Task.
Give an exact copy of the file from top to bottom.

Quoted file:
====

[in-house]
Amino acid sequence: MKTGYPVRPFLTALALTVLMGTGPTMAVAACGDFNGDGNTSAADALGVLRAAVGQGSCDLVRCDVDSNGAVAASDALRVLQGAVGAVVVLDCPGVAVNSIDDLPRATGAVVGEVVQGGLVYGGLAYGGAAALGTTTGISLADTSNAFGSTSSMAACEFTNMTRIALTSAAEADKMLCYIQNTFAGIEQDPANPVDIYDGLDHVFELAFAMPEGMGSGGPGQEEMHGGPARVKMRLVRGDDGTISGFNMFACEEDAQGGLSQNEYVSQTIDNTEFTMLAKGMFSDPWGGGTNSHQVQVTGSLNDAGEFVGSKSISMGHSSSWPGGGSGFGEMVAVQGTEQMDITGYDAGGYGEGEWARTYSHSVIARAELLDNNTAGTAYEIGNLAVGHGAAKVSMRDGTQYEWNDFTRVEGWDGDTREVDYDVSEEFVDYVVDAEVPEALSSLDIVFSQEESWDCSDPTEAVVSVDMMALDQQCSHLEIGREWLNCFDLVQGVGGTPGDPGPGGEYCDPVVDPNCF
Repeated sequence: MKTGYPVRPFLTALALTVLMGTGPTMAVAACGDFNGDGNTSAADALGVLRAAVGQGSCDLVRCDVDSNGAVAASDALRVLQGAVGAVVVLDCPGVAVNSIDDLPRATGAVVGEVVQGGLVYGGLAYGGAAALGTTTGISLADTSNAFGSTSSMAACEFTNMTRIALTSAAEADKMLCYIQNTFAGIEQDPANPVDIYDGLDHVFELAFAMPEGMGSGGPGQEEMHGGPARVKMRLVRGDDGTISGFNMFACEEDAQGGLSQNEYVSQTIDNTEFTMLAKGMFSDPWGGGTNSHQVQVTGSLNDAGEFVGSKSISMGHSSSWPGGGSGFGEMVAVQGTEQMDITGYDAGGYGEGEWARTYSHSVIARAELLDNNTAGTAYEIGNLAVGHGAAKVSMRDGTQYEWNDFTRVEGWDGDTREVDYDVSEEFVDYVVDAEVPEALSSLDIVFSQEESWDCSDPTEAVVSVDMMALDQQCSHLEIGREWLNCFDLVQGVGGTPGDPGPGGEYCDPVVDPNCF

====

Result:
[in-house]
Amino acid sequence: MKTGYPVRPFLTALALTVLMGTGPTMAVAACGDFNGDGNTSAADALGVLRAAVGQGSCDLVRCDVDSNGAVAASDALRVLQGAVGAVVVLDCPGVAVNSIDDLPRATGAVVGEVVQGGLVYGGLAYGGAAALGTTTGISLADTSNAFGSTSSMAACEFTNMTRIALTSAAEADKMLCYIQNTFAGIEQDPANPVDIYDGLDHVFELAFAMPEGMGSGGPGQEEMHGGPARVKMRLVRGDDGTISGFNMFACEEDAQGGLSQNEYVSQTIDNTEFTMLAKGMFSDPWGGGTNSHQVQVTGSLNDAGEFVGSKSISMGHSSSWPGGGSGFGEMVAVQGTEQMDITGYDAGGYGEGEWARTYSHSVIARAELLDNNTAGTAYEIGNLAVGHGAAKVSMRDGTQYEWNDFTRVEGWDGDTREVDYDVSEEFVDYVVDAEVPEALSSLDIVFSQEESWDCSDPTEAVVSVDMMALDQQCSHLEIGREWLNCFDLVQGVGGTPGDPGPGGEYCDPVVDPNCF
Repeated sequence: MKTGYPVRPFLTALALTVLMGTGPTMAVAACGDFNGDGNTSAADALGVLRAAVGQGSCDLVRCDVDSNGAVAASDALRVLQGAVGAVVVLDCPGVAVNSIDDLPRATGAVVGEVVQGGLVYGGLAYGGAAALGTTTGISLADTSNAFGSTSSMAACEFTNMTRIALTSAAEADKMLCYIQNTFAGIEQDPANPVDIYDGLDHVFELAFAMPEGMGSGGPGQEEMHGGPARVKMRLVRGDDGTISGFNMFACEEDAQGGLSQNEYVSQTIDNTEFTMLAKGMFSDPWGGGTNSHQVQVTGSLNDAGEFVGSKSISMGHSSSWPGGGSGFGEMVAVQGTEQMDITGYDAGGYGEGEWARTYSHSVIARAELLDNNTAGTAYEIGNLAVGHGAAKVSMRDGTQYEWNDFTRVEGWDGDTREVDYDVSEEFVDYVVDAEVPEALSSLDIVFSQEESWDCSDPTEAVVSVDMMALDQQCSHLEIGREWLNCFDLVQGVGGTPGDPGPGGEYCDPVVDPNCF